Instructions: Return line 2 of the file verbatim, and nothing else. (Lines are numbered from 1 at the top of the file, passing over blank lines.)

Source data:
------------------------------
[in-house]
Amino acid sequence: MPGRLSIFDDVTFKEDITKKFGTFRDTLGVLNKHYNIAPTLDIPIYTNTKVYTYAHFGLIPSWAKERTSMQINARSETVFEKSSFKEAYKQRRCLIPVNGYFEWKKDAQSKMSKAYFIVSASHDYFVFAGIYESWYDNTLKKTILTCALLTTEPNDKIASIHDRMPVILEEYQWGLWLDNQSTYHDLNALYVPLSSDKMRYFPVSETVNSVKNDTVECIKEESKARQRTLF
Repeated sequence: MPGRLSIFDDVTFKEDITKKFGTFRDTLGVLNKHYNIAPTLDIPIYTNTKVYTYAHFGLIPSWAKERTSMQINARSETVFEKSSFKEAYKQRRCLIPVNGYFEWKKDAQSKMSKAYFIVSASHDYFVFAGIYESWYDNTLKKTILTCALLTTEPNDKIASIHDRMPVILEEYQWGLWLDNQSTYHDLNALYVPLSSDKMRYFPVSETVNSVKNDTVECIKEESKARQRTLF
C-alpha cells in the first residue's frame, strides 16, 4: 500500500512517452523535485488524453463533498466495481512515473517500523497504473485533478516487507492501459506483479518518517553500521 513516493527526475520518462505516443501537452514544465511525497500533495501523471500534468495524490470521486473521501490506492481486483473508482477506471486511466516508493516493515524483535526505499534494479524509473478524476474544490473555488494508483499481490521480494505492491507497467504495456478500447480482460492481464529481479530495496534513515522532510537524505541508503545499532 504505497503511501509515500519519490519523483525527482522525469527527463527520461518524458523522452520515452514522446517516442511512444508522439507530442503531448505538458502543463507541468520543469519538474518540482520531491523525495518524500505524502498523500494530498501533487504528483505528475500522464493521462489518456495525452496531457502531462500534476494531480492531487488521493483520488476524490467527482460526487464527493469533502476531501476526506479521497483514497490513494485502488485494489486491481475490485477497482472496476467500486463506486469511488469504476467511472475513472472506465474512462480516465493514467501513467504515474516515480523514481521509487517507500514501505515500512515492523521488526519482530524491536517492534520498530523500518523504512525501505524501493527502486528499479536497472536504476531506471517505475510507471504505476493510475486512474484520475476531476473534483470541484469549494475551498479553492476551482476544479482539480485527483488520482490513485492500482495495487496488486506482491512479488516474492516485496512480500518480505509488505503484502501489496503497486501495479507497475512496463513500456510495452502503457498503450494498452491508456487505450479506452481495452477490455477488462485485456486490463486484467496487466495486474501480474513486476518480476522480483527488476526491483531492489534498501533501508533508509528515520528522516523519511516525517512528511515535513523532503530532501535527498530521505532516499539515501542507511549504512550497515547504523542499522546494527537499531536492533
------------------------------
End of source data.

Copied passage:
Amino acid sequence: MPGRLSIFDDVTFKEDITKKFGTFRDTLGVLNKHYNIAPTLDIPIYTNTKVYTYAHFGLIPSWAKERTSMQINARSETVFEKSSFKEAYKQRRCLIPVNGYFEWKKDAQSKMSKAYFIVSASHDYFVFAGIYESWYDNTLKKTILTCALLTTEPNDKIASIHDRMPVILEEYQWGLWLDNQSTYHDLNALYVPLSSDKMRYFPVSETVNSVKNDTVECIKEESKARQRTLF